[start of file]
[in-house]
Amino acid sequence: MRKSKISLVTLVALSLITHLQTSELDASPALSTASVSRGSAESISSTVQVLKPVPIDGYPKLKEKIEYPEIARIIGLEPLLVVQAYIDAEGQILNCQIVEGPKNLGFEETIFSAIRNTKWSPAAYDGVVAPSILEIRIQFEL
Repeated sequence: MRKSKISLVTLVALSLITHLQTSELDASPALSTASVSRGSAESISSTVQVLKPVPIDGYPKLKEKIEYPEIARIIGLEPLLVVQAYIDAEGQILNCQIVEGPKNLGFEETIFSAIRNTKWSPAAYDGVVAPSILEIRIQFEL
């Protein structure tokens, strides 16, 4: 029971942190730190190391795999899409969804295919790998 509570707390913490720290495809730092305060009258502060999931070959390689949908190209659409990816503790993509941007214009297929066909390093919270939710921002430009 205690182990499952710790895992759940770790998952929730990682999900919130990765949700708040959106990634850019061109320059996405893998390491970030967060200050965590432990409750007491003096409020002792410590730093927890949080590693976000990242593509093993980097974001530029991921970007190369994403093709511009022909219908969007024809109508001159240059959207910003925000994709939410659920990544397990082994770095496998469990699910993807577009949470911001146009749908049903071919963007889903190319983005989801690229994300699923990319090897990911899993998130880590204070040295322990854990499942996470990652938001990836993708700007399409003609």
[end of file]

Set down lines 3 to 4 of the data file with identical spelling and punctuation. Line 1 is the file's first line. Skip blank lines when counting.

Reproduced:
Repeated sequence: MRKSKISLVTLVALSLITHLQTSELDASPALSTASVSRGSAESISSTVQVLKPVPIDGYPKLKEKIEYPEIARIIGLEPLLVVQAYIDAEGQILNCQIVEGPKNLGFEETIFSAIRNTKWSPAAYDGVVAPSILEIRIQFEL
């Protein structure tokens, strides 16, 4: 029971942190730190190391795999899409969804295919790998 509570707390913490720290495809730092305060009258502060999931070959390689949908190209659409990816503790993509941007214009297929066909390093919270939710921002430009 205690182990499952710790895992759940770790998952929730990682999900919130990765949700708040959106990634850019061109320059996405893998390491970030967060200050965590432990409750007491003096409020002792410590730093927890949080590693976000990242593509093993980097974001530029991921970007190369994403093709511009022909219908969007024809109508001159240059959207910003925000994709939410659920990544397990082994770095496998469990699910993807577009949470911001146009749908049903071919963007889903190319983005989801690229994300699923990319090897990911899993998130880590204070040295322990854990499942996470990652938001990836993708700007399409003609």